News Feed Discussions The “physics” of mesh lap vs open

  • The “physics” of mesh lap vs open

    Posted by David M on July 18, 2023 at 9:17 pm

    I don’t have an engineering or science background, so the use of the term “physics” is not to be taken literally, and I also know very little about the nature of the tissues involved in mesh placement, so what follows is mostly just lay speculation. But I’ve been trying to imagine why despite laparoscopic placement of mesh possibly being stronger, that that same strength might make it more awkward in another regard.

    Good intentions just made a comment about how it almost felt like he a plastic bowl in his abdomen. Previously, he had referred to it as almost feeling like armor. And the third thing I remember him saying is that the discomfort made it hard for him to sit sometimes for long periods of time.

    AjM had also made comments about his discomfort that might have been along the same lines, though I don’t remember particular descriptions. I do remember him saying that he really couldn’t be sure how much of it was mental and how much was physical. I’d put a guess on physical, because of his seeming interest to get past the feeling. At any rate, for some reason it reminded me of Good intentions descriptions.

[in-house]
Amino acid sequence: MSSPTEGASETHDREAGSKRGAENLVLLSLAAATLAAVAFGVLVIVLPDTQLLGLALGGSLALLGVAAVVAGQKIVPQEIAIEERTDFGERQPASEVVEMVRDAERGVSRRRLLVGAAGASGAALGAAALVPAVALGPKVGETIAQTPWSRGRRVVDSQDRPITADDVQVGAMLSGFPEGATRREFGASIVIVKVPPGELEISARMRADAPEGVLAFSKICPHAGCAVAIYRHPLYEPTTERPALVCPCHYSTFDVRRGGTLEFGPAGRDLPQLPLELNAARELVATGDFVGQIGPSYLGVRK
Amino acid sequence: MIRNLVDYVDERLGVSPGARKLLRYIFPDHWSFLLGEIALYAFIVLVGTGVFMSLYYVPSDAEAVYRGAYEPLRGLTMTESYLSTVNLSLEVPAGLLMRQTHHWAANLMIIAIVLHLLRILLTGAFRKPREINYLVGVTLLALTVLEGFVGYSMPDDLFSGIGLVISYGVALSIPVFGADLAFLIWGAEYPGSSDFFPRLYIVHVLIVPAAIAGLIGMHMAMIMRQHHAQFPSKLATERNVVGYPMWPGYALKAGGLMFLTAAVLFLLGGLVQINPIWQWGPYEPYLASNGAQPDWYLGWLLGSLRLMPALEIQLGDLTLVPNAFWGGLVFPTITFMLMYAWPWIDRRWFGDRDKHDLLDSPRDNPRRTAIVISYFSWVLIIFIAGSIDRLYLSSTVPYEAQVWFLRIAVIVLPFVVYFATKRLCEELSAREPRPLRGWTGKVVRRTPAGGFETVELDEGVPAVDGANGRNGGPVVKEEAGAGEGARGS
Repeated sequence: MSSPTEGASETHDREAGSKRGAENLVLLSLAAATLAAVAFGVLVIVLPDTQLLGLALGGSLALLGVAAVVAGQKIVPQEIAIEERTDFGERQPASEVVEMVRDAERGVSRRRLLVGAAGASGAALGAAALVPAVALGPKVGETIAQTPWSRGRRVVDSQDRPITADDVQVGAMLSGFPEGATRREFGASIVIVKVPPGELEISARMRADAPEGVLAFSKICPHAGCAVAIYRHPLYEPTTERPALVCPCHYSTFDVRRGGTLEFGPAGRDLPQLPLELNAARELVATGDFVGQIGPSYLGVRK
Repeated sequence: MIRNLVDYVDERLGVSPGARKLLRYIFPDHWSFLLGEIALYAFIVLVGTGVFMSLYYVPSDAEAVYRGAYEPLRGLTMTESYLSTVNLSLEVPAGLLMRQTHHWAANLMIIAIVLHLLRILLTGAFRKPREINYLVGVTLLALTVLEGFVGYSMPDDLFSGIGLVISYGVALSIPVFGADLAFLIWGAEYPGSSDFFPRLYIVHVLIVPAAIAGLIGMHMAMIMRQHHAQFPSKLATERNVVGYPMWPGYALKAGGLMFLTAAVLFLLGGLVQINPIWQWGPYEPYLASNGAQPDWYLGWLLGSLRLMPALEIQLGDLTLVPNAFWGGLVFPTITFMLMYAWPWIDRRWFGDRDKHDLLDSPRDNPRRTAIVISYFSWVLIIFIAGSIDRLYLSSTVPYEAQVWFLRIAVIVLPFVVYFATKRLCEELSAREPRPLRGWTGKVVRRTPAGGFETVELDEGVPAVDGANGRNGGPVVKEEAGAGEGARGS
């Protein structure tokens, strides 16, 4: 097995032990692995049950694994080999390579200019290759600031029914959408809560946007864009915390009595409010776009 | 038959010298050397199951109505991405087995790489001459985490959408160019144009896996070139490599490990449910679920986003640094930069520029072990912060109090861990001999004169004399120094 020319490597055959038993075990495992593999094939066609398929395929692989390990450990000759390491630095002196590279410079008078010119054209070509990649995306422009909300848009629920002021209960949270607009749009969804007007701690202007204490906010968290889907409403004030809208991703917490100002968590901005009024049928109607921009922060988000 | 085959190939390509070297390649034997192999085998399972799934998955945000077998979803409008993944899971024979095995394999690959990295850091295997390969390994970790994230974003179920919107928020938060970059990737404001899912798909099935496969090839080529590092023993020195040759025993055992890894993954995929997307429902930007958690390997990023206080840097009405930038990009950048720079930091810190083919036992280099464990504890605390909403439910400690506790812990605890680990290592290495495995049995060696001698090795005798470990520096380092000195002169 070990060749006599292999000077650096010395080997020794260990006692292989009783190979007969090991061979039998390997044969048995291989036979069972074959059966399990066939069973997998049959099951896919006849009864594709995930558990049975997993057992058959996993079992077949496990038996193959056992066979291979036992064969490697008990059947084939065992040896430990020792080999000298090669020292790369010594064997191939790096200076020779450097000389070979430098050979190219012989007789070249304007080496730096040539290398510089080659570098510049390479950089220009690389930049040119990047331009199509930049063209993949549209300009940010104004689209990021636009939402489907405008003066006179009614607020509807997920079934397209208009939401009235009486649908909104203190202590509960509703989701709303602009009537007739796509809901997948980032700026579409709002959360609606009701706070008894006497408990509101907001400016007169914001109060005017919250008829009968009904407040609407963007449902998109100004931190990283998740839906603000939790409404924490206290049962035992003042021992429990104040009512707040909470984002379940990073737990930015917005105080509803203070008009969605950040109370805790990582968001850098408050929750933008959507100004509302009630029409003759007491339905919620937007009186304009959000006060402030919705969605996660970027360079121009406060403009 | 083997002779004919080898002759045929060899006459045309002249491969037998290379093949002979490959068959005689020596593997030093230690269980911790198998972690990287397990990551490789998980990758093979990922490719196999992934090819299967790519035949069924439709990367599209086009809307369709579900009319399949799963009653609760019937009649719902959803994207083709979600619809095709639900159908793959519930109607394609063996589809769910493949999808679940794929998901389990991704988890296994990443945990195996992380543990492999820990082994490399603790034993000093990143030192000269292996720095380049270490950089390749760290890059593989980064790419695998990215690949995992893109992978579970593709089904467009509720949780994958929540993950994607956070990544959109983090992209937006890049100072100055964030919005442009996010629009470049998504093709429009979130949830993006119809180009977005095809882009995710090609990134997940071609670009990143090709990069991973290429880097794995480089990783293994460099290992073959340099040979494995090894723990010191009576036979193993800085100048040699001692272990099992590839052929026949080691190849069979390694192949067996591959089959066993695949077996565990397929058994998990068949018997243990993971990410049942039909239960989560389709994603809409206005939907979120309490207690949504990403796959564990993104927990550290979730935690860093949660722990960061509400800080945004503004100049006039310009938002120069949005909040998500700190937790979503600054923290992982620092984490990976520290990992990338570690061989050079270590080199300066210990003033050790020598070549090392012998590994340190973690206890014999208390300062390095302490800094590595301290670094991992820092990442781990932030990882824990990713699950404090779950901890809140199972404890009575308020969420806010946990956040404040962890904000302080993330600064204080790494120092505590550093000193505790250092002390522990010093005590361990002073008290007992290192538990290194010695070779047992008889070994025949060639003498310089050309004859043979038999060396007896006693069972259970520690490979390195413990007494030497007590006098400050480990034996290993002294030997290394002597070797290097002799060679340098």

So, I’m thinking about Good Intentions plastic bowl and the shape of the abdomen vs the way the mesh gets shaped in the inguinal canal. The internal side of the abdomen is shaped somewhat like a bowl, whereas the inguinal canal, it would seem, is more likely to hinge like a book cover as we walk, move, sit down.

    I’ve been given the bicycle tire patch analogy by a primary care physician as to why lap would be stronger. I’ve also heard the same analogy elsewhere that a patch on the inside of a tire is better than on the outside. In Dr Kang’s presentation, he covered the same idea with a patch on the inside of the dam being stronger than a patch on the outside. Obviously true in both cases that the air pushing out and the water pushing out should help secure the patches against the walls just as the abdomen pushing out should more easily hold the mesh against the muscle wall. So, it definitely seems true that it would be better able to hold contents contained and be more durable.